How many people would have guessed that?
Probably the same number that would have guessed that Hawes is putting up fairly similar numbers to those that Dirk Nowitzki put up at the same age.
Spencer Hawes is often referred to by pundits as a poor man’s Dirk Nowitzki. Given the historical significance the sharp shooting German has had not only on the records book but on the style of play of NBA big men this is an extremely lofty comparison. However, when you compare each player at the same points of their individual careers this comparison becomes far more compelling.
20.7 pts, 8.3 reb, 2.6 ast, 1.3 blk, .463 fg%, .341 3P%
Spencer Hawes (Age: 25 7th NBA Season)
15.9 pts, 9.8 reb, 3.4 ast, 1.6 blk, .481 fg%, .426 3P%
Hawes has been mentioned in trade rumors for much of the season, but Philadelphia would be wise to hold onto him.
2. Goran Dragic, Phoenix Suns
Compare these two point guards:
Player A: 21.6 PPG, 6.3 APG, 3.2 RPG, 42.8% FG, 36.2% 3-point FG, 20.43 PER
Player B: 20.4 PPG, 6.1 APG, 3.6 RPG, 51.1% FG, 41% 3-point FG, 22.86 PER
One of these players is an All-Star starter. The other didn't even make the team.
One is in the three-point contest. The other is not.
One is a household name. The other probably wouldn't even be recognized in public outside of Arizona.
Oh, shoot, did I give it away? Player B is the Suns' exciting point guard, Goran Dragic. The 27-year-old is quietly having his best season as a professional, and he has been incredibly efficient—especially when you compare him to Player A, Kyrie Irving.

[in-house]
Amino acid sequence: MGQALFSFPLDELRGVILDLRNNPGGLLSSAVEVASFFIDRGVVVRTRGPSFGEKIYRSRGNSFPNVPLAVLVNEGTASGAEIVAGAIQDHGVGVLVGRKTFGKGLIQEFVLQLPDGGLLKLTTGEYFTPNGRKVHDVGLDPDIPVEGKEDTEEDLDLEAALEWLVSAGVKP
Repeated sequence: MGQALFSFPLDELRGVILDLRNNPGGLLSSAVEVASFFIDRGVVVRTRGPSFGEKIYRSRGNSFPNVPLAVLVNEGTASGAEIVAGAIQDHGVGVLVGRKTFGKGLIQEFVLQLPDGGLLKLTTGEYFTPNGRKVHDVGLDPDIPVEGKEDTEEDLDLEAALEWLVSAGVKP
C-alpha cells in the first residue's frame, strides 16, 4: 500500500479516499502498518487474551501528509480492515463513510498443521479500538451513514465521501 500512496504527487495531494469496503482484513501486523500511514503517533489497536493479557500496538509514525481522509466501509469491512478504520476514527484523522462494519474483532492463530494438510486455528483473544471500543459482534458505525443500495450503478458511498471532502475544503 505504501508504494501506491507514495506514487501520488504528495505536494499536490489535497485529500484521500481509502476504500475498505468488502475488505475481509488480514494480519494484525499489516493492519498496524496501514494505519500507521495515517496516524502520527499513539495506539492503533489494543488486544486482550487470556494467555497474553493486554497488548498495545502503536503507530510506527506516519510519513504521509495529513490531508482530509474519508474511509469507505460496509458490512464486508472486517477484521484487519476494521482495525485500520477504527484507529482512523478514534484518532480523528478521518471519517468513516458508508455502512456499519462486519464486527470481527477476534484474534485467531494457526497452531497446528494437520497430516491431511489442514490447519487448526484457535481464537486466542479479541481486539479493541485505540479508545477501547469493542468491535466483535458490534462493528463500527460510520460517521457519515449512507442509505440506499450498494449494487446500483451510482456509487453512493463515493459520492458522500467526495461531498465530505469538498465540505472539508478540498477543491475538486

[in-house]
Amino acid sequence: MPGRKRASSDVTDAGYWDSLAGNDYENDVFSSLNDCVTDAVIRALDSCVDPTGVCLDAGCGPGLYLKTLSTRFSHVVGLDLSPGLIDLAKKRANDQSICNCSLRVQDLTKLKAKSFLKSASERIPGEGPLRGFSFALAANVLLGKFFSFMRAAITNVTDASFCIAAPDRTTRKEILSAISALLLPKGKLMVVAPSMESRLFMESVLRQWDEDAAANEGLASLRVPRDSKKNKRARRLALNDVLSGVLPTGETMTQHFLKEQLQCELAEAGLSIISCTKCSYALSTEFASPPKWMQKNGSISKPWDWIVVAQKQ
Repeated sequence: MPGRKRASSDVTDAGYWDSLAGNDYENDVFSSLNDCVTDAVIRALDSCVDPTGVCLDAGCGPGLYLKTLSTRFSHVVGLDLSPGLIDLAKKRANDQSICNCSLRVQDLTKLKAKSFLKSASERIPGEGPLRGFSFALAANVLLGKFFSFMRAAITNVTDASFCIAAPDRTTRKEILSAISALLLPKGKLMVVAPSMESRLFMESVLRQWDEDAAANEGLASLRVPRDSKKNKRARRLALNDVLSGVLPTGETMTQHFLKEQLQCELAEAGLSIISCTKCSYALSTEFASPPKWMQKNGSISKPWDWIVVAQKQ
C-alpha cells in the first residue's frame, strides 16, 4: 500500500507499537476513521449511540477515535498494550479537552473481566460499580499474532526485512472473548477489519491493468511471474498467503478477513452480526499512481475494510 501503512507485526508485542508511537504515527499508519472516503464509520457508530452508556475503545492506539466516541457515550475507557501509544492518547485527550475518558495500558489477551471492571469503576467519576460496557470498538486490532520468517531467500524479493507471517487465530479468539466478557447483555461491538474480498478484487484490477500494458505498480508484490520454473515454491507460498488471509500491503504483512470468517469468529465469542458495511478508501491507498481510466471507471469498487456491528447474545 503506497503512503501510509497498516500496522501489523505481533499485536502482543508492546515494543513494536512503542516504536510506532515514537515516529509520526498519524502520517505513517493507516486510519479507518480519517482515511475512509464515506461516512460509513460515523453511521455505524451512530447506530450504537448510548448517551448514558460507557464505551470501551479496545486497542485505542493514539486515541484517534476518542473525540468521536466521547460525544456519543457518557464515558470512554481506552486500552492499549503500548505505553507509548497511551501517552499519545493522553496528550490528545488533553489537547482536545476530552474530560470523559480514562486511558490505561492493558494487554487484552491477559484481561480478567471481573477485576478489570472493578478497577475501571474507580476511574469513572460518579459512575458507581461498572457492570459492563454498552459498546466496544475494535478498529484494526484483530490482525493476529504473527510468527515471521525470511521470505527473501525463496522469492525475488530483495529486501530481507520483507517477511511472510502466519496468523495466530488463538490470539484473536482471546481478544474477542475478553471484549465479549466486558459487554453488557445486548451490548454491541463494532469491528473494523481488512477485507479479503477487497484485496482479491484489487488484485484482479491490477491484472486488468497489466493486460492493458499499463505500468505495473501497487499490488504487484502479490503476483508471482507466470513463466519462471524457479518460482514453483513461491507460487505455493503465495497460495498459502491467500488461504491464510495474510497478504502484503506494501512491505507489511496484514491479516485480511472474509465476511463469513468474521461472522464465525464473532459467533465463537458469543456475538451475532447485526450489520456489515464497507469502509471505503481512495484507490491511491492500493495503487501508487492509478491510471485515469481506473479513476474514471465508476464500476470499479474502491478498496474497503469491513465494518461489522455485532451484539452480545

When Eric Bledsoe went down roughly a month ago, the Suns' inspiring run was supposed to come to a screeching halt. However, Dragic has kept Phoenix very much alive in the Western Conference playoff picture.
In fact, Michael Dunlap of Yahoo Sports went as far as to question whether Dragic's impressive play could make Bledsoe expendable.
When you have a higher PER than guys like Paul George and Dwight Howard, but the majority of NBA fans have no idea what country you're from (Dragic is from Slovenia)...I think it's fair to say that you're underrated.
1. Paul Millsap, Atlanta Hawks
When Al Horford went down earlier this season, the Hawks looked doomed. They had a new coach in Mike Budenholzer and, without Horford, a very underwhelming frontline.
So, how is Atlanta currently 25-25 with a solid shot at making the playoffs? There's only one answer: All-Star Paul Millsap.
This season, Millsap is averaging career highs in points per game, assists per game, steals per game and blocks per game (via Basketball Reference). He's also shooting 36.8 percent from three-point range, a noticeable improvement from his 32.5 percent career average.
More important than his statistics, however, is the leadership role that Millsap has taken on in Horford's absence. As Budenholzer explained per Chris Vivlamore of the Atlanta Journal-Constitution:
Paul, his effort, his leadership, I wish they could put a leadership column on our stat sheet because tonight when we got down it was Paul who pulled them together and kept our group together. All the other (stats) are great and we appreciate the rebounds and the blocks but it’s his leadership. Our group needs that going forward.
So far, Millsap is looking like one of the better free-agent pickups from last offseason.
Please feel free to comment and point out any guys that you feel I've forgotten. Trust me, there are plenty of underrated players in the NBA and I can't list them all. Show your guys some love in the comment section.